Nurses To Get More Critical For Hospitals
Publication: Bangalore Mirror
Date: 15th Sep, 2016
Spokesperson: Anja Stodtmeister, Director of Nursing, Cloudnine Group of Hospitals
By pursuing critical care training programmes, nurses can be entitled to more responsiblities and better remuneration In a move initiated by Indian Nursing Council,
hospitals in Bengaluru are gearing up to enrol nurses for traning in critical care programmes.
With more focus on increasing their skills by continuing education programmes (CMEs), the practitioners hope that they will soon be enable to take important decisions pertaining to medicines and critical care. This will not only help in meeting the shortage of doctors but also save the nursing profession, which is dying a slow death in India, according to Dilip Kumar, president of the Indian Nursing Council.
“The two-year postgraduate residency programme to attain specialisation in critical care that we are planning to start from the current academic year will give more opportunities and power to take decisions in various areas. The syllabus has been signed and we have invited applications from hospital staff who wish to get enrolled for it,” he told BM.
Lalit Pai, co-founder and CEO, Nightingales Home Health Services, says, “We have been conducting a series of continuing medical education programmes and nursing conclaves in order to train nurses in dealing with nursing in a chronic phase. There is a strong need to train nurses in oncology, cardiac and diabetic care. This is why we have been having extended specialised programmes on wound management, where we invite external speakers who have sufficient knowledge in the field and can assist nursing practitioners in upgrading their skills.”
In another effort by a city hospital to increase the skills of the nursing staff, the hospital management has roped in a nursing head trained in South Africa, with experience of over two decades, to train the nursing staff in maternity health care.
Anja Stodtmeister, director of nursing, Cloudnine Group of Hospitals, who has worked with Indian nurses in the Middle-East for over 16 years, says, “The nurses trained in India are extremely talented and compassionate but what is lacking in the training of these nurses is a varied level of education. There is no consistency in training. A few nurses may only have theoretical knowledge but no practical experience. What we need is to create a comprehensive patient-oriented training module that will bring about standardisation of care.”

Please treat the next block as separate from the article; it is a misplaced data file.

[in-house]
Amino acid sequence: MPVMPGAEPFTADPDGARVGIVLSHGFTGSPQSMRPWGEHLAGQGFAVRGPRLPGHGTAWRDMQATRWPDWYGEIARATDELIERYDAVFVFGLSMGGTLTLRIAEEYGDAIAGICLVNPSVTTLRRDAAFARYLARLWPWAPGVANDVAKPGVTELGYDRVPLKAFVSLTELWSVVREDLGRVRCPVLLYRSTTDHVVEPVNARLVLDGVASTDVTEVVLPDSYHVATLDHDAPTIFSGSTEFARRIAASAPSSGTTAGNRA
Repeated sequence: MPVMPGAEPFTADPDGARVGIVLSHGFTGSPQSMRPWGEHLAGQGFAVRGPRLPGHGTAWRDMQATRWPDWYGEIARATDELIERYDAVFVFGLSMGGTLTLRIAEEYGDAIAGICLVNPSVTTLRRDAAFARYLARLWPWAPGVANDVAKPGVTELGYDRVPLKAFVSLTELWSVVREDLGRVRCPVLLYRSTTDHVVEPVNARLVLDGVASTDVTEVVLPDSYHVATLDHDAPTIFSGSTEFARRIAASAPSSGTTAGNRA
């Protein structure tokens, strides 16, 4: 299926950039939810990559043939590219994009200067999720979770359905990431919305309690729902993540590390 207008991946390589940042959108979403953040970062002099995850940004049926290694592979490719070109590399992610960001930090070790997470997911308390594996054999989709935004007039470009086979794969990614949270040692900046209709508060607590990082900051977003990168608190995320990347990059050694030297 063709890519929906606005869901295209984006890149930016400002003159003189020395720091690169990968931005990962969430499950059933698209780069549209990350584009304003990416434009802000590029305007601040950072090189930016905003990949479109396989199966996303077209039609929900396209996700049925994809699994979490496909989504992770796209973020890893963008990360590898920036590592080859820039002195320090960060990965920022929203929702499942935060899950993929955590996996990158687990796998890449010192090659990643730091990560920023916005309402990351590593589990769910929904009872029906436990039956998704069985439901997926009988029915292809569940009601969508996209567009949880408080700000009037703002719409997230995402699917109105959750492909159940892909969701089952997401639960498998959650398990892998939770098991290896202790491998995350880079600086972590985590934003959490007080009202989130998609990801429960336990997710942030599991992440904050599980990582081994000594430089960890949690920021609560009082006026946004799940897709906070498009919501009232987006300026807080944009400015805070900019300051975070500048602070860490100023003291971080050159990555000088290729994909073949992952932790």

A section that is largely ignored, but that works around the clock for less remuneration, the nursing practitioners see a ray of hope after this initiative. Sister Rohini Paul, chief of nursing, Narayana Health City, says, “In the current scenario, a nurse is given limited powers and cannot go beyond the duties of doctors even after working in a particular unit for 15 years. The new course will at least enable nurses to prescribe a drug or medication. The situation is not the same as that was five years ago, where nurses saw plenty of opportunities in the United States and the UK or in the Middle-East. The attrition rate of going abroad has also gone down to a large extent. It is almost impossible to sustain on the kind of salary one gets today. This is the reason why a majority of young graduates do not even consider nursing as a career option these days.”
However, thousands of nurses like Sister Rohini see new courses and extended education programmes like these as an opportunity to motivate many young nurses to remain in the profession. But the biggest shift has to come with the remuneration. Currently, an entry-level nurse earns on an average of Rs 12,000 a month and as they climb up the career ladder, their monthly salary may hike by Rs 1,000.
Sister Rohini says, “Even after a decade of experience in India, it is almost impossible for a nurse to earn more than Rs 30,000. If these nurses are trained at a higher level, they should also be entitled to a better remuneration.”
‘Save us the disaster’
Of this, heart surgeon and founder of Narayana Health, Dr Devi Shetty, says, “With almost half the nursing colleges shutting down in the country, especially in South India, there is a strong need to take some stringent measures to drive this force. If this continues, nursing as a profession will die in five years. In the West, the scenario is completely different. Nurse practitioners not only are involved in complex procedures but are also legally allowed to prescribe medicines. Nurse practitioners have been functioning in the US, UK, Australia and the Netherlands for years now. The demand for ICU nurses is expected to increase threefold in the coming years. The same goes with the demand in chronic care considering the increase in people’s longevity.
Original Source: http://bit.ly/2czyS5G